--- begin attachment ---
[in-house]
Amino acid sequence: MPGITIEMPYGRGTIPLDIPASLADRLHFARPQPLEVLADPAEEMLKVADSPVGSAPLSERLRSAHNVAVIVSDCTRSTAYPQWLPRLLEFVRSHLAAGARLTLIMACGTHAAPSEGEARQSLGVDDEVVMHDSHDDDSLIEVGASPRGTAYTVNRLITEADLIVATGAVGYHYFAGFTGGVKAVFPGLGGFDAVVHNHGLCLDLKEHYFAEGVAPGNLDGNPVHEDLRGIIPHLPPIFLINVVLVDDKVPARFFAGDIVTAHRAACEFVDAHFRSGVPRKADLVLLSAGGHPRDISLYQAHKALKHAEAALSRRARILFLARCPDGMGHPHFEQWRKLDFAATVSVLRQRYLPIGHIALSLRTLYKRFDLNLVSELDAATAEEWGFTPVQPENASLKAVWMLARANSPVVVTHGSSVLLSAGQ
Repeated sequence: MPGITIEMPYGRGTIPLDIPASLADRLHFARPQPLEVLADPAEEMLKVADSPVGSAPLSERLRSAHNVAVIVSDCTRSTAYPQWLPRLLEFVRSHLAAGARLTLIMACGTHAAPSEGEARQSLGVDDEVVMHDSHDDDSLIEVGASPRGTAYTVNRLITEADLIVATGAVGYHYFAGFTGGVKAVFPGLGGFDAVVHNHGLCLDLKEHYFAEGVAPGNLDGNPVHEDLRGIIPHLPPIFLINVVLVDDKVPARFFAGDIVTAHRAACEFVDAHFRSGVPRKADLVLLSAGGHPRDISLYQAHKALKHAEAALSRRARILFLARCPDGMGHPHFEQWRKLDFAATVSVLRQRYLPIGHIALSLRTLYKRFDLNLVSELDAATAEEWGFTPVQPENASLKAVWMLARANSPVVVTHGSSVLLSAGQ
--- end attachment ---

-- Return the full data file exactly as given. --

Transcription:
[in-house]
Amino acid sequence: MPGITIEMPYGRGTIPLDIPASLADRLHFARPQPLEVLADPAEEMLKVADSPVGSAPLSERLRSAHNVAVIVSDCTRSTAYPQWLPRLLEFVRSHLAAGARLTLIMACGTHAAPSEGEARQSLGVDDEVVMHDSHDDDSLIEVGASPRGTAYTVNRLITEADLIVATGAVGYHYFAGFTGGVKAVFPGLGGFDAVVHNHGLCLDLKEHYFAEGVAPGNLDGNPVHEDLRGIIPHLPPIFLINVVLVDDKVPARFFAGDIVTAHRAACEFVDAHFRSGVPRKADLVLLSAGGHPRDISLYQAHKALKHAEAALSRRARILFLARCPDGMGHPHFEQWRKLDFAATVSVLRQRYLPIGHIALSLRTLYKRFDLNLVSELDAATAEEWGFTPVQPENASLKAVWMLARANSPVVVTHGSSVLLSAGQ
Repeated sequence: MPGITIEMPYGRGTIPLDIPASLADRLHFARPQPLEVLADPAEEMLKVADSPVGSAPLSERLRSAHNVAVIVSDCTRSTAYPQWLPRLLEFVRSHLAAGARLTLIMACGTHAAPSEGEARQSLGVDDEVVMHDSHDDDSLIEVGASPRGTAYTVNRLITEADLIVATGAVGYHYFAGFTGGVKAVFPGLGGFDAVVHNHGLCLDLKEHYFAEGVAPGNLDGNPVHEDLRGIIPHLPPIFLINVVLVDDKVPARFFAGDIVTAHRAACEFVDAHFRSGVPRKADLVLLSAGGHPRDISLYQAHKALKHAEAALSRRARILFLARCPDGMGHPHFEQWRKLDFAATVSVLRQRYLPIGHIALSLRTLYKRFDLNLVSELDAATAEEWGFTPVQPENASLKAVWMLARANSPVVVTHGSSVLLSAGQ